As previously written, I have a big issue with the lack of financial education offered to students in our country. I firmly believe that this lack of education is creating faulty financial foundations in our young adults and adult consumers.
There is no doubt that this has contributed to the “Great Recession” and other financial woes we are experiencing today.
As a bankruptcy lawyer, I see personal financial chaos on a day-to-day basis. I still question where this base financial education should come from. Some states have already taken the initiative and introduced personal finance course work in schools. We have also seen that teens are quite eager to learn about personal finance, even more so than traditionally taught subjects.
Maybe financial education, like values, falls into the lap of parents. Or maybe the solution is more abstract. Could financial education come from Facebook?
What if learning financial literacy could be social, interactive and fun? Well, a small group of European social entrepreneurs and developers are trying to make that outlandish concept into reality.
“Kicked Out,” a Facebook game currently in development is designed to teach financial responsibility through player immersion and an intriguing story. The basic premise of the game is simple and quite relatable.
You have been kicked out of your parents’ house and you are now on your own. There are no more creature comforts for you and no more financial support. You are out in the real world on your own and you must learn to survive.
A complete description of the game can be found on the “Kicked Out” website.
While Kickstarter funding for this project failed, the publicity it received facilitated the development of the game. According to the “Kicked Out” team, the “…development is speeding towards a first prototype.”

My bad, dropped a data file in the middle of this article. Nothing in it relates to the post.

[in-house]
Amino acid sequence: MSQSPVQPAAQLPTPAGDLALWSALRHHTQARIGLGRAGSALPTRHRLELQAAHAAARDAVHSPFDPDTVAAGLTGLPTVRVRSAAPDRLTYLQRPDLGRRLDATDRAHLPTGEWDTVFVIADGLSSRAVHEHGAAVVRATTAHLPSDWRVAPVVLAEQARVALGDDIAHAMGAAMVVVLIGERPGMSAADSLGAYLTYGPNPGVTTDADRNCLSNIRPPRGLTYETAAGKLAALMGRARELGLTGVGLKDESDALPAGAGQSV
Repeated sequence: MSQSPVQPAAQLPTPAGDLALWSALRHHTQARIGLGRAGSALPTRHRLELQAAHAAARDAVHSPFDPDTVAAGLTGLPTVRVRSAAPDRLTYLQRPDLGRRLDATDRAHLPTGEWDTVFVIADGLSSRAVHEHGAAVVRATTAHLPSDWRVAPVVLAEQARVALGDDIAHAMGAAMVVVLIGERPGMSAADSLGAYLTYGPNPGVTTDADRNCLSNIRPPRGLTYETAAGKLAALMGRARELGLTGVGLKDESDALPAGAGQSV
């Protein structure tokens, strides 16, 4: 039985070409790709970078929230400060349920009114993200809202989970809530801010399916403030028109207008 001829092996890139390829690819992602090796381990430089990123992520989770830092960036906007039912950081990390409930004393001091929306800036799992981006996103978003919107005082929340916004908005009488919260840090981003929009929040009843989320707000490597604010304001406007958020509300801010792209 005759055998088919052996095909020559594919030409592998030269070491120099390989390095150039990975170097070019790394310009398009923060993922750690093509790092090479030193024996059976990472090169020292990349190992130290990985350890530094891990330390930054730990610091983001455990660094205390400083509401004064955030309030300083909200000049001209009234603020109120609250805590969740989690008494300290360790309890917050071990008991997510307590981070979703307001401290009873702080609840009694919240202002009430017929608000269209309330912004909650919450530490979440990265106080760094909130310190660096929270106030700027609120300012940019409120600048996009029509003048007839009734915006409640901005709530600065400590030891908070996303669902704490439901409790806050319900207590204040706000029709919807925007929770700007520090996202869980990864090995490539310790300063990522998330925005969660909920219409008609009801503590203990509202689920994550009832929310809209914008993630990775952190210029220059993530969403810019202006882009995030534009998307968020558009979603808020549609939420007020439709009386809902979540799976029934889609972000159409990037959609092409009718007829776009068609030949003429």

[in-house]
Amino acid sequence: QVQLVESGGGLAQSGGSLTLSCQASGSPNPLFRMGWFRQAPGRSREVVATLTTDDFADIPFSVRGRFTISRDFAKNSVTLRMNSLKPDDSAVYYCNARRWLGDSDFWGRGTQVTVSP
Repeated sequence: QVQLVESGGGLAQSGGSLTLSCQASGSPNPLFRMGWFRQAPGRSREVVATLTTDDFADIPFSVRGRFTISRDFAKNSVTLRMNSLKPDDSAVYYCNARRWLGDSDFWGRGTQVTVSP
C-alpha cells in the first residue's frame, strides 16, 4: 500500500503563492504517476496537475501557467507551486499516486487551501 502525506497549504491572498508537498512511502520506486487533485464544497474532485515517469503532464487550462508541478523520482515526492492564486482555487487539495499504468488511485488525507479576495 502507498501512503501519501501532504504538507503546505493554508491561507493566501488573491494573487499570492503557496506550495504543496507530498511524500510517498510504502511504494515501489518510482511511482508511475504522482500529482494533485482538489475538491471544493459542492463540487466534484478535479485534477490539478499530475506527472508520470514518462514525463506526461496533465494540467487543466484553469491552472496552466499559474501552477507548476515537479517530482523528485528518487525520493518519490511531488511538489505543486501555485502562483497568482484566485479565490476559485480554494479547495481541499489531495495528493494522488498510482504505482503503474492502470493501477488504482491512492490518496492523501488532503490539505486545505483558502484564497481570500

The Social Media Solution
Shame on me for not thinking outside the box on this issue. 48% of 18 – 34 year olds check Facebook as soon as they wake up with 28% doing so before getting out of bed. More astounding is that 93% of teen social media users have a Facebook account.
Combine these statistics with the overwhelming success of games like CityVille and FarmVille and we may have the perfect medium for introducing financial literacy to our youth. I’m pretty sure I learned basic geography from “Where in the World is Carmen Sandiego” on the Commodore 64.
I don’t see why “Kicked Out” can’t break barriers and positively influence young pre-consumers through the social media experience. The education is not coming from anywhere else, so why not?
I will be keeping a close eye on this project moving forward and hopefully this starter project can pave the way for future financial education innovation.
Image courtesy of o5com (Flickr)